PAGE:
I did appreciate the breezy costuming (by Kandis Cook) of the holidaying families, which had a Stepfordish (à la the original 1975 version) quality that seemed to describe their distance from Aschenbach as well as their homogeneity as members of decent heterosexual society. These costumes also interacted well with the very salient (and silent) wind machines placed on the otherwise bare set, and which were a key element of the production.

I, for one, did not mind the lack of a representative set, and found the sand, sea, and sky-colored platforms, scrims, and veils (designed by Jeremy Herbert) to be successfully evocative of both the landscape and of Aschenbach’s increasingly over-exposed state. It felt bleak, it felt hot, there was nowhere to hide. The jellyfish-like, descending column of black veils (which brought to mind the terrifyingly demonic hot-air balloon in Mastroianni’s 1990 film Stanno Tutti Bene), used to express his agoraphobia and the literal poisoning of the air, was also quite effective.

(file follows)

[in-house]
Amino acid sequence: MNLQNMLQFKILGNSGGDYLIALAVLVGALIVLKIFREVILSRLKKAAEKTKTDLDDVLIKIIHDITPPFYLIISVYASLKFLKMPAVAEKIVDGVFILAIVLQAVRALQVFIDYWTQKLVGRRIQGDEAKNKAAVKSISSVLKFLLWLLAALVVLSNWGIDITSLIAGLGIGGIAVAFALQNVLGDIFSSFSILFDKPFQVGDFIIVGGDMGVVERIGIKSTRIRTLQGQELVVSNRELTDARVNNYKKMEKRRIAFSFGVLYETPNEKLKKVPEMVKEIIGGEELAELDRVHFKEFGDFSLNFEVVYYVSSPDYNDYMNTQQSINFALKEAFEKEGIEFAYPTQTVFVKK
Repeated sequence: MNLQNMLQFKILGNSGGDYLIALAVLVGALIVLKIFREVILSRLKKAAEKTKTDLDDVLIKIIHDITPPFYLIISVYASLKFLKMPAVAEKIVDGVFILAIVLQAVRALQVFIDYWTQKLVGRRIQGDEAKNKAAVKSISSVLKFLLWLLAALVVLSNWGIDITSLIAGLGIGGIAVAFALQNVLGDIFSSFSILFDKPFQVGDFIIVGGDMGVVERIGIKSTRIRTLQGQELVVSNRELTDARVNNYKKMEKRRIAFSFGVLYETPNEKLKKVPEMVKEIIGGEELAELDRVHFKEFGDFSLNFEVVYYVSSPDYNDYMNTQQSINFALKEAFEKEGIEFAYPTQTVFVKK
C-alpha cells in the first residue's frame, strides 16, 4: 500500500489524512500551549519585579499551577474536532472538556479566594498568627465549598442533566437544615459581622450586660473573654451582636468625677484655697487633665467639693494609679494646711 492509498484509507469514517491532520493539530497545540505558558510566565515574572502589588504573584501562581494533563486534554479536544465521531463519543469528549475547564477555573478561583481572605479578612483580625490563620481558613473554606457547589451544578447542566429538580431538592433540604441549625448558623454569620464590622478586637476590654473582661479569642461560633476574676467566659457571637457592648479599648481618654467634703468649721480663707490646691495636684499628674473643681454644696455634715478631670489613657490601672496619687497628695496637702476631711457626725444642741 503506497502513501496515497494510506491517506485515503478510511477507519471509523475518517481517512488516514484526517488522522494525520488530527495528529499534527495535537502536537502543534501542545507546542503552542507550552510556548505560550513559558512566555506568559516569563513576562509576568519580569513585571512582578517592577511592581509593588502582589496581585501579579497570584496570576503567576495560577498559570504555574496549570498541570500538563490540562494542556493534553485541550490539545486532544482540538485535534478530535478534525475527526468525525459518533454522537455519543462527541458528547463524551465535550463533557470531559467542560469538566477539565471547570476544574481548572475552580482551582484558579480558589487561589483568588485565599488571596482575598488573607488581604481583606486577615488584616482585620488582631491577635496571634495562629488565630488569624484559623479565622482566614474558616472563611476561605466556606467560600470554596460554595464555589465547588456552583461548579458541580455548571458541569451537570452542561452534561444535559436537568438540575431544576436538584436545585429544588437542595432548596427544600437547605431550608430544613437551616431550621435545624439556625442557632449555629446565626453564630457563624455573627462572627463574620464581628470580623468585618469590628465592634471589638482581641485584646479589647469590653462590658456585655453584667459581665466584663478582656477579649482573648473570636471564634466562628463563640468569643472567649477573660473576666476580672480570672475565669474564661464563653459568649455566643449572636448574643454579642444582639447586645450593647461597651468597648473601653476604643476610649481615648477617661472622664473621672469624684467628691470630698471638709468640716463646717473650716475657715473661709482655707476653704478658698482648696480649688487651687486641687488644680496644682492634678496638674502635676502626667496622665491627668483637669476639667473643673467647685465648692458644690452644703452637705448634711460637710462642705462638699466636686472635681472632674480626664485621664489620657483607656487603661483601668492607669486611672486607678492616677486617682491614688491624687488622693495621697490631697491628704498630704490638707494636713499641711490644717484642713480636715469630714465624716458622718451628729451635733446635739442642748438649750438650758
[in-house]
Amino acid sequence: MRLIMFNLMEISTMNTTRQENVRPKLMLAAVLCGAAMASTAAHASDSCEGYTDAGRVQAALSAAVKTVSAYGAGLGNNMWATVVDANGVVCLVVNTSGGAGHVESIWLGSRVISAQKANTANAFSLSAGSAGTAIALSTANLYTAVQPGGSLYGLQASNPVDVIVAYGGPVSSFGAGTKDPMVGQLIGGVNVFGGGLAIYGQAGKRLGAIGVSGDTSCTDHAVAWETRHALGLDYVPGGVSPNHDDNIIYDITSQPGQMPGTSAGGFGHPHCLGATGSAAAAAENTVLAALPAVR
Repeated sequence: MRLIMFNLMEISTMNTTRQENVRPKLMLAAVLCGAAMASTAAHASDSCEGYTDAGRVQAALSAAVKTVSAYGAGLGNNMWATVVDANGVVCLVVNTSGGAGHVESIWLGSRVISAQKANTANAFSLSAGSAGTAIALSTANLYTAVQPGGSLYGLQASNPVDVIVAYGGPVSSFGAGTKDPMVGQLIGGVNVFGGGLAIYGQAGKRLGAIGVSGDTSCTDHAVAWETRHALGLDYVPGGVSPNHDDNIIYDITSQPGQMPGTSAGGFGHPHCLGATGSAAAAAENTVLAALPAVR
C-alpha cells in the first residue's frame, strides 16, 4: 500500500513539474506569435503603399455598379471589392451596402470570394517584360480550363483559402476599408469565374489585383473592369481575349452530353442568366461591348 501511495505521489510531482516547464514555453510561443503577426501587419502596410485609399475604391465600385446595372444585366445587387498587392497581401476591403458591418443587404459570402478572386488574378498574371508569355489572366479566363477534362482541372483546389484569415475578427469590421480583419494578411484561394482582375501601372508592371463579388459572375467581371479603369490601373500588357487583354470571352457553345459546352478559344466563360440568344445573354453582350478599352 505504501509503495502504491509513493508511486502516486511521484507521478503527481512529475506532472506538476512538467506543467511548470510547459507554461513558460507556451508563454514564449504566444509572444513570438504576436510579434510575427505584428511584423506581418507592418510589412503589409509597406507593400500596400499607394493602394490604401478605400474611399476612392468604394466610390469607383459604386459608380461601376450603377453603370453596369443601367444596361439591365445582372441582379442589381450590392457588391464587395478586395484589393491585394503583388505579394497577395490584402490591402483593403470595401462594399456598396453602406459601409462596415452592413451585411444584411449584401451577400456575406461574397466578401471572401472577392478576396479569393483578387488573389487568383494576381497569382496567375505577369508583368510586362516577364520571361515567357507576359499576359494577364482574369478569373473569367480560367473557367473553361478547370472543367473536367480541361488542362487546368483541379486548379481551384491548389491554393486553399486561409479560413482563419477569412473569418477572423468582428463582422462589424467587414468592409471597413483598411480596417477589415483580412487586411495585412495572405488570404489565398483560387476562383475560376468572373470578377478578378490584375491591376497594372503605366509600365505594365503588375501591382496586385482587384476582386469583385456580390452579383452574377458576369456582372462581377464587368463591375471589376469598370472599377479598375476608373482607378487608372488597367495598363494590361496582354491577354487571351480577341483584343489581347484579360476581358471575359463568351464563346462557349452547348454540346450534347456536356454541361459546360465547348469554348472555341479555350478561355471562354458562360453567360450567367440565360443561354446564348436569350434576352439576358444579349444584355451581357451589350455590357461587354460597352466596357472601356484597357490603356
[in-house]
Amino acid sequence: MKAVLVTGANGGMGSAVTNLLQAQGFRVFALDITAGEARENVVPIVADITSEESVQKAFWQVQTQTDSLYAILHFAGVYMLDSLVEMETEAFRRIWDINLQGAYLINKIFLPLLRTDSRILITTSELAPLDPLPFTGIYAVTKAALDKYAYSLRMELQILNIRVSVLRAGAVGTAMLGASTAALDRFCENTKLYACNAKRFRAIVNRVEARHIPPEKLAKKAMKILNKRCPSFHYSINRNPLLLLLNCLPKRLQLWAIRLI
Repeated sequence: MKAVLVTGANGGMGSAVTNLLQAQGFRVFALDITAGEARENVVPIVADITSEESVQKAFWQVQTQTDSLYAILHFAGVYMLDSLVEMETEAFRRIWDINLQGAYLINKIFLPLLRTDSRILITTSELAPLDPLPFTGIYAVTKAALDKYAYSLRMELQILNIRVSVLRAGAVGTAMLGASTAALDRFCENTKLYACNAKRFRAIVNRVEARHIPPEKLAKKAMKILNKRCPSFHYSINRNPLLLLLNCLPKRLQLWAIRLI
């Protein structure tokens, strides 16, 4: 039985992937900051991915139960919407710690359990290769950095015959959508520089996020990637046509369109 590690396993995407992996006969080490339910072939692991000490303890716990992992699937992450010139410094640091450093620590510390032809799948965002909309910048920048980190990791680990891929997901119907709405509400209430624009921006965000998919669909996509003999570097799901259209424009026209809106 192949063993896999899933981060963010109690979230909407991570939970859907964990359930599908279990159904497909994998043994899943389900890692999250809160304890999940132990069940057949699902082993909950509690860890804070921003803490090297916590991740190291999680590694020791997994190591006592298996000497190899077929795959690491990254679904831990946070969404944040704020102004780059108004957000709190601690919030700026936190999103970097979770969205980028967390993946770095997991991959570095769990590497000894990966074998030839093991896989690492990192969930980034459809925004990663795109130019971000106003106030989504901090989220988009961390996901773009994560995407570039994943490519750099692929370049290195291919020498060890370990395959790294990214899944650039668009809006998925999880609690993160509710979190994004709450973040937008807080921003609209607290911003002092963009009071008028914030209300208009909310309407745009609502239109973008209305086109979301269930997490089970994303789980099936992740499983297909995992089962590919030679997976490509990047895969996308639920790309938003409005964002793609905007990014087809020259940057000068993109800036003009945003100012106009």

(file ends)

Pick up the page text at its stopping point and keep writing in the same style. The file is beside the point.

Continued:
I also appreciated the way that the blankness of the set forced the viewer to fill in the gaps and to mentally construct the settings of the scenes before him, thus recreating the very nature of Aschenbach’s delusions, of a “love” and a “relationship” that are in essence wholly imaginary.

The orchestra, under the baton of Simone Young, played admirably; the string section especially captured Britten’s ephemeral gestures with an organic unity. The percussion (as well as the chorus) was somewhat underenergized, however, and could have done more at moments to bring out the primal edginess that underlies the glittering surface of the score.